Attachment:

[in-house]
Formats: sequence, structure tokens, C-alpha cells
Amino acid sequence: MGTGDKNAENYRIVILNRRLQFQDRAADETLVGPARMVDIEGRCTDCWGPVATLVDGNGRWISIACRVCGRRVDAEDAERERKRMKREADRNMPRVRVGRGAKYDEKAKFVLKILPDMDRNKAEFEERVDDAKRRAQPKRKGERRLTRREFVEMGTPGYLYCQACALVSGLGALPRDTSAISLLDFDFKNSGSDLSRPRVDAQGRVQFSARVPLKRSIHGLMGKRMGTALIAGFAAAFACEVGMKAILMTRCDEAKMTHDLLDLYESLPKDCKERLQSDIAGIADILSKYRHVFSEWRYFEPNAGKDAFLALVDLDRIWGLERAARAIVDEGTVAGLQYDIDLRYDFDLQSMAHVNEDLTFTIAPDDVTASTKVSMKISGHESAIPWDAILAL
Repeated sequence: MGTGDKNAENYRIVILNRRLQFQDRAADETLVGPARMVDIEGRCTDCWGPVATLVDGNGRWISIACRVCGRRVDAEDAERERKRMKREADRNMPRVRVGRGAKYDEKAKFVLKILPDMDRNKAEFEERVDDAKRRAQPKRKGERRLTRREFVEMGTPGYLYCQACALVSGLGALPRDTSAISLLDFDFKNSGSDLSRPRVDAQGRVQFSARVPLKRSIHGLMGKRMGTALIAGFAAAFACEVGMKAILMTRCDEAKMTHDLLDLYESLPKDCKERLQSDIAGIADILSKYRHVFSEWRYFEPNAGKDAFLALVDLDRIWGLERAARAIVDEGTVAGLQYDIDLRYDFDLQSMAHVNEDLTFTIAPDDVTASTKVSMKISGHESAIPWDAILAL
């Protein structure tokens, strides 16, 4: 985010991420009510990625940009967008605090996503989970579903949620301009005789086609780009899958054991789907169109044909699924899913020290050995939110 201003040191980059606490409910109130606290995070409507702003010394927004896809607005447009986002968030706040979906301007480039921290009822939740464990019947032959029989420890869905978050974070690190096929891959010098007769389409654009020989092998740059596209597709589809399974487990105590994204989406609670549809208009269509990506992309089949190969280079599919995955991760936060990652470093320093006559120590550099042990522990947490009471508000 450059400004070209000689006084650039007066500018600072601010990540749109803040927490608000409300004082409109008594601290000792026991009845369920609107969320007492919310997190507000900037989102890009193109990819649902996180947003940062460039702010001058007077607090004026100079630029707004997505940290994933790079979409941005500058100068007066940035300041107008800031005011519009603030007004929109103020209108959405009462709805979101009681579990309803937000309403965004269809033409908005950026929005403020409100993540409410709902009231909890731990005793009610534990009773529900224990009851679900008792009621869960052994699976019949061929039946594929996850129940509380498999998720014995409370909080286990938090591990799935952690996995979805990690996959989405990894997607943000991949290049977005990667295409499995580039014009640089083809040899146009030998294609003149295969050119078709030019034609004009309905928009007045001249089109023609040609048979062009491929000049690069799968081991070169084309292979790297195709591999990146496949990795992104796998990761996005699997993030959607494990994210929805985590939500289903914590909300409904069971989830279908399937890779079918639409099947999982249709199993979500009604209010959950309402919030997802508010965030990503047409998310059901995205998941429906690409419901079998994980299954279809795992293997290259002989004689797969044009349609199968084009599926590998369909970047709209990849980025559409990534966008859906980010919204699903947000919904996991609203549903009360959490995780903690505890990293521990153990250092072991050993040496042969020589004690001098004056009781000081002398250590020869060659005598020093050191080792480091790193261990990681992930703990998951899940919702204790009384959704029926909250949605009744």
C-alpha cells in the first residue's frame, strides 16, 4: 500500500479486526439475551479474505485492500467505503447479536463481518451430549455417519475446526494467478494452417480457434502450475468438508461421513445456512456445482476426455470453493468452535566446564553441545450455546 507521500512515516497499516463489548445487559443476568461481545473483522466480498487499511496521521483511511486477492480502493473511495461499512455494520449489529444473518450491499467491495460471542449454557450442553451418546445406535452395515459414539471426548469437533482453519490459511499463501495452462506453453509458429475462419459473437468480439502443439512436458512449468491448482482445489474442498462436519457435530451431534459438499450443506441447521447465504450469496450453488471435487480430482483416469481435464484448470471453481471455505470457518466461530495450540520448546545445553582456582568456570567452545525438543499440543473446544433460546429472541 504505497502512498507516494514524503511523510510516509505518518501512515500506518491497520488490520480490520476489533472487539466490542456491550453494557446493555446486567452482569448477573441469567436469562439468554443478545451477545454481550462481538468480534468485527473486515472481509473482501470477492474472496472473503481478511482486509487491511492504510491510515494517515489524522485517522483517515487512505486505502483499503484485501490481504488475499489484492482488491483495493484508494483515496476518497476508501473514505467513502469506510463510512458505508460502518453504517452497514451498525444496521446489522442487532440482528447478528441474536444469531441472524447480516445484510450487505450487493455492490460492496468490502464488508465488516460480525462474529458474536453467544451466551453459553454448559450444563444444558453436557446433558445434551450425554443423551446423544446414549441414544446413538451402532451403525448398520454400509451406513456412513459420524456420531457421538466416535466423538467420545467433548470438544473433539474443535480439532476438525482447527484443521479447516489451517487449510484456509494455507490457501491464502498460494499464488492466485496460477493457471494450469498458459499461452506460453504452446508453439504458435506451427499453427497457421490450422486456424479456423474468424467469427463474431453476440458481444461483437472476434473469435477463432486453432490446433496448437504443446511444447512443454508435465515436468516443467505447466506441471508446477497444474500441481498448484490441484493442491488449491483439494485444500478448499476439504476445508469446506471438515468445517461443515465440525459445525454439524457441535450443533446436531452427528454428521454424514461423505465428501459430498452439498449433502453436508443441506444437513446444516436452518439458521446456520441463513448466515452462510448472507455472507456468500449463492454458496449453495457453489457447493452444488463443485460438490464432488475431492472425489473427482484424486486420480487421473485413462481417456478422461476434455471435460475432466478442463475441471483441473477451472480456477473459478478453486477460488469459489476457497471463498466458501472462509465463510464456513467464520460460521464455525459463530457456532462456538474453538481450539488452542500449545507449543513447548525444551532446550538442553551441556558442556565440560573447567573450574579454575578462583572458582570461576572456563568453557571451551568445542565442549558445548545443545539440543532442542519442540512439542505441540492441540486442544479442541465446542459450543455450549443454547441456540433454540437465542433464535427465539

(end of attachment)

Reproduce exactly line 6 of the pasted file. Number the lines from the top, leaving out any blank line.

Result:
C-alpha cells in the first residue's frame, strides 16, 4: 500500500479486526439475551479474505485492500467505503447479536463481518451430549455417519475446526494467478494452417480457434502450475468438508461421513445456512456445482476426455470453493468452535566446564553441545450455546 507521500512515516497499516463489548445487559443476568461481545473483522466480498487499511496521521483511511486477492480502493473511495461499512455494520449489529444473518450491499467491495460471542449454557450442553451418546445406535452395515459414539471426548469437533482453519490459511499463501495452462506453453509458429475462419459473437468480439502443439512436458512449468491448482482445489474442498462436519457435530451431534459438499450443506441447521447465504450469496450453488471435487480430482483416469481435464484448470471453481471455505470457518466461530495450540520448546545445553582456582568456570567452545525438543499440543473446544433460546429472541 504505497502512498507516494514524503511523510510516509505518518501512515500506518491497520488490520480490520476489533472487539466490542456491550453494557446493555446486567452482569448477573441469567436469562439468554443478545451477545454481550462481538468480534468485527473486515472481509473482501470477492474472496472473503481478511482486509487491511492504510491510515494517515489524522485517522483517515487512505486505502483499503484485501490481504488475499489484492482488491483495493484508494483515496476518497476508501473514505467513502469506510463510512458505508460502518453504517452497514451498525444496521446489522442487532440482528447478528441474536444469531441472524447480516445484510450487505450487493455492490460492496468490502464488508465488516460480525462474529458474536453467544451466551453459553454448559450444563444444558453436557446433558445434551450425554443423551446423544446414549441414544446413538451402532451403525448398520454400509451406513456412513459420524456420531457421538466416535466423538467420545467433548470438544473433539474443535480439532476438525482447527484443521479447516489451517487449510484456509494455507490457501491464502498460494499464488492466485496460477493457471494450469498458459499461452506460453504452446508453439504458435506451427499453427497457421490450422486456424479456423474468424467469427463474431453476440458481444461483437472476434473469435477463432486453432490446433496448437504443446511444447512443454508435465515436468516443467505447466506441471508446477497444474500441481498448484490441484493442491488449491483439494485444500478448499476439504476445508469446506471438515468445517461443515465440525459445525454439524457441535450443533446436531452427528454428521454424514461423505465428501459430498452439498449433502453436508443441506444437513446444516436452518439458521446456520441463513448466515452462510448472507455472507456468500449463492454458496449453495457453489457447493452444488463443485460438490464432488475431492472425489473427482484424486486420480487421473485413462481417456478422461476434455471435460475432466478442463475441471483441473477451472480456477473459478478453486477460488469459489476457497471463498466458501472462509465463510464456513467464520460460521464455525459463530457456532462456538474453538481450539488452542500449545507449543513447548525444551532446550538442553551441556558442556565440560573447567573450574579454575578462583572458582570461576572456563568453557571451551568445542565442549558445548545443545539440543532442542519442540512439542505441540492441540486442544479442541465446542459450543455450549443454547441456540433454540437465542433464535427465539